Hyperthyroidism is defined as a condition where excess of thyroid hormones are produced by the thyroid gland. The term ‘Thyrotoxicosis’ refers to an excess of thyroid hormones in the blood.
As the name suggests, there is excess of thyroid hormones (T3- thyroxine and T4 -triiodothyronine) that are responsible for metabolism in our body and help maintain the overall BMR. Thus, an excess of these hormones speeds up the metabolism and exacerbates the sympathetic nervous system and results in symptoms resembling an adrenaline rush!
Signs and Symptoms
The hyped up body metabolism may present as:
In the elderly it may present as apathetic thyroidism and can be mistaken for depression. Also, since majority of elderly are on beta blockers, which are used to control High BP, many signs of hyperthyroidism may be masked.
- Tachycardia, palpitation (pounding heart beats), worsening of angina/heart failure, atrial fibrillation (irregular heart rate).
- Weight loss in spite of voracious appetite, frequent bowel movements.
- Fine tremors, fatigue, generalized weakness, weakness in muscles of thigh and upper arm, hyperreflexia.
- Insomnia, hyperactivity, irritability, impaired concentration, nervousness and psychosis.
- Excess sweating, heat intolerance and warm, moist skin.
- Menstrual irregularities, loss of libido
- Brittle bones (Oestopenia).
- Enlarged thyroid gland that moves with swallowing
- Staring look of the eyes and lid lag
- Exopthalmos ( protruding eye balls), lid lag, excess tearing, grittiness, diplopia and loss of vision
- Indurated pink-orange skin like plaque over lower leg (Thyroid Dermatopathy)
- Grave`s disease
- Toxic multinodular goiter
- Toxic adenoma
- Iodine excess: Jod-Basedow Phenomenon
Thyotoxicosis without hyperthyroidism
- TSH secreting pituitary adenoma
- Gestational thyrotoxicosis
- Thyroid destruction by amidarone, radiation etc.
- Excessive ingestion of thyroid hormone
This is the most common form of hyperthyroidism. It auto-immune mediated and is shown to run in families. Symptoms 10 and 11 are exclusive to patients with Grave’s Disease. It is more common in women between 20 to 50 years of age and is associated with high iodine intake. Stress is a major trigger factor. It is also found to be associated with myasthenia gravis in 5% cases.
- Blood investigation for TSH, T3, T4: high T3 & T4 and low TSH suggest hyperthyroidism.TSH < 0.5 with normal T3 and T4 levels is termed as subclinical hyperthyroidism and regular follow up is required.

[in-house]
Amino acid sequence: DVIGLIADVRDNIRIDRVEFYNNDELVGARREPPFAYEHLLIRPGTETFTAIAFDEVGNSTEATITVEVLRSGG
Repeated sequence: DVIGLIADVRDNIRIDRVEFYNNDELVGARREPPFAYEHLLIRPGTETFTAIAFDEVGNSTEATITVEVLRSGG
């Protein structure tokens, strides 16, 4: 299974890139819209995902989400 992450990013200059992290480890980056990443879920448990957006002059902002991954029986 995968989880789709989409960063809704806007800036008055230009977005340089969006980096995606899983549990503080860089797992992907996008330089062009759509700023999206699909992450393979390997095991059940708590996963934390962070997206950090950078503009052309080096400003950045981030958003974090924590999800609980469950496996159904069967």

- (TSH (units): 0.45 - 4.50 uIU/mL; T4 Free/Direct (nanograms): 0.82 - 1.77 ng/dl; and T3 (nanograms): 71 - 180 ng/dl.).
- In grave`s disease Anti –TPO levels (normal 0-40 IU/ml). or Anti TSH levels
- Thyroid scintigraphy is a useful test to characterize (distinguish between causes of) hyperthyroidism, and this entity from thyroiditis. This test procedure typically involves two tests performed in connection with each other: an iodine uptake test and a scan (imaging) with a gamma camera.
- Anxiety and panic attacks
- Pheochromocytoma (tumor of adrenal gland )
- Weight loss due to malignancy
- Chronic alcoholism
Side effect - sore throat and hypothyroidism
- Antithyroid drugs: Carbimazole and propylthyrouracil. Symptoms usually improve in 4 to 6 weeks but the treatment may take from 6 months to 2 years. A very high dose is often needed early in treatment, but if too high a dose is used persistently, patients can develop symptoms of hypothyroidism. Accurate titering of dose in often difficult which is why sometimes, a "block and replace" attitude is taken.
- Side effects- rash, urticaria, liver failure and agranulocytosis
- Beta blockers
- Radioactive iodine- radioactive iodine-131 is given orally (either by pill or liquid) on a one-time basis to severely restrict, or altogether destroy the function of a hyperactive thyroid gland. The Beta rays of radioisotope iodine destroy the gland. The principal advantage of radioiodine treatment for hyperthyroidism is that it tends to have a much higher success rate than medications. Depending on the dose of radioiodine chosen, and the disease under treatment (Grave's vs. toxic goiter vs. hot nodule etc.), success rate in achieving definitive resolution of the hyperthyroidism may vary from 75-100%.
Contraindicated - in pregnancy and breast feeding
Subtotal thyroidectomy -may be performed to replace medication, or in cases where it is preferred over radioactive iodine. It is also indicated when the gland is excessively enlarged.
Side effects - Recurrent Laryngeal Nerve Palsy (hoarse voice), hypoparathyroidism and hypothyroidism.
Treatment for Graves Opthalmopathy:
- Mild signs and symptoms can be managed by avoiding wind and bright lights, using artificial tears or lubricating gels, wearing dark glasses and raising the head end of the bed. In severe cases, corticosteroids may be tried.
- Surgical options include: Orbital decompression and eye muscle alignment surgery.
Thyroid storm presents with extreme symptoms of hyperthyroidism. It is treated aggressively with resuscitation measures along with a combination of the above modalities including intravenous beta blockers such as propranolol, followed by a thionamide such as methimazole, an iodinated radiocontrast agent or an iodine solution if the radiocontrast agent is not available, and an intravenous steroid such as hydrocortisone.
Gestational Hyperthyroidism is a transient state of Hyperthyroidism observed in early pregnancy characterized by severe nausea, vomiting and weight loss. Antithyroid drugs are rarely needed, and fluid replacements suffice until condition resolves. Lifestyle modifications:
- A diet high in calories and proteins
- Relaxation techniques like yoga
- Adequate intake of vitamins and calcium